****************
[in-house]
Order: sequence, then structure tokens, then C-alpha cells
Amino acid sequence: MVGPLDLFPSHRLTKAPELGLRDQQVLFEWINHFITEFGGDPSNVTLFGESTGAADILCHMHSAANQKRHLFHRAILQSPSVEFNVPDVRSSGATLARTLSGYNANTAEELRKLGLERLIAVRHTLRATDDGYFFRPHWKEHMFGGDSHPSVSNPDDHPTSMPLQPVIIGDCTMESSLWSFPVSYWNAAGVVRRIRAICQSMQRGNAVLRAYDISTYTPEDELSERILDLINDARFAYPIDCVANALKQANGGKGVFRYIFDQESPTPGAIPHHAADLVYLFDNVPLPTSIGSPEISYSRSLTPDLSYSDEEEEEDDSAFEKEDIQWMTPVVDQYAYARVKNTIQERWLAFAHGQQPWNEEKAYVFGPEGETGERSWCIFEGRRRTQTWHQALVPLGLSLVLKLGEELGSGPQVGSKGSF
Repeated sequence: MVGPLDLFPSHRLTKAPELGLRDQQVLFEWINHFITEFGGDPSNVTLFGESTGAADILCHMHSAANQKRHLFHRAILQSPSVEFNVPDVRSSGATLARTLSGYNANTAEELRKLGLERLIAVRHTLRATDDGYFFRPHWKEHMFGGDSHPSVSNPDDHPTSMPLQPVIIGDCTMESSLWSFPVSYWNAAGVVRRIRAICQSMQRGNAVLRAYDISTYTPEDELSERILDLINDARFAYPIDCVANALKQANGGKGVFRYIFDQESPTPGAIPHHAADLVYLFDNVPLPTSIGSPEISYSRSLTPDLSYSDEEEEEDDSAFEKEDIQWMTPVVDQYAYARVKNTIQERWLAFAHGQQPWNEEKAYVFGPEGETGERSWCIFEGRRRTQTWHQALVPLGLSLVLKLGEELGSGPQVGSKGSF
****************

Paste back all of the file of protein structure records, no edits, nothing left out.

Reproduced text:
[in-house]
Order: sequence, then structure tokens, then C-alpha cells
Amino acid sequence: MVGPLDLFPSHRLTKAPELGLRDQQVLFEWINHFITEFGGDPSNVTLFGESTGAADILCHMHSAANQKRHLFHRAILQSPSVEFNVPDVRSSGATLARTLSGYNANTAEELRKLGLERLIAVRHTLRATDDGYFFRPHWKEHMFGGDSHPSVSNPDDHPTSMPLQPVIIGDCTMESSLWSFPVSYWNAAGVVRRIRAICQSMQRGNAVLRAYDISTYTPEDELSERILDLINDARFAYPIDCVANALKQANGGKGVFRYIFDQESPTPGAIPHHAADLVYLFDNVPLPTSIGSPEISYSRSLTPDLSYSDEEEEEDDSAFEKEDIQWMTPVVDQYAYARVKNTIQERWLAFAHGQQPWNEEKAYVFGPEGETGERSWCIFEGRRRTQTWHQALVPLGLSLVLKLGEELGSGPQVGSKGSF
Repeated sequence: MVGPLDLFPSHRLTKAPELGLRDQQVLFEWINHFITEFGGDPSNVTLFGESTGAADILCHMHSAANQKRHLFHRAILQSPSVEFNVPDVRSSGATLARTLSGYNANTAEELRKLGLERLIAVRHTLRATDDGYFFRPHWKEHMFGGDSHPSVSNPDDHPTSMPLQPVIIGDCTMESSLWSFPVSYWNAAGVVRRIRAICQSMQRGNAVLRAYDISTYTPEDELSERILDLINDARFAYPIDCVANALKQANGGKGVFRYIFDQESPTPGAIPHHAADLVYLFDNVPLPTSIGSPEISYSRSLTPDLSYSDEEEEEDDSAFEKEDIQWMTPVVDQYAYARVKNTIQERWLAFAHGQQPWNEEKAYVFGPEGETGERSWCIFEGRRRTQTWHQALVPLGLSLVLKLGEELGSGPQVGSKGSF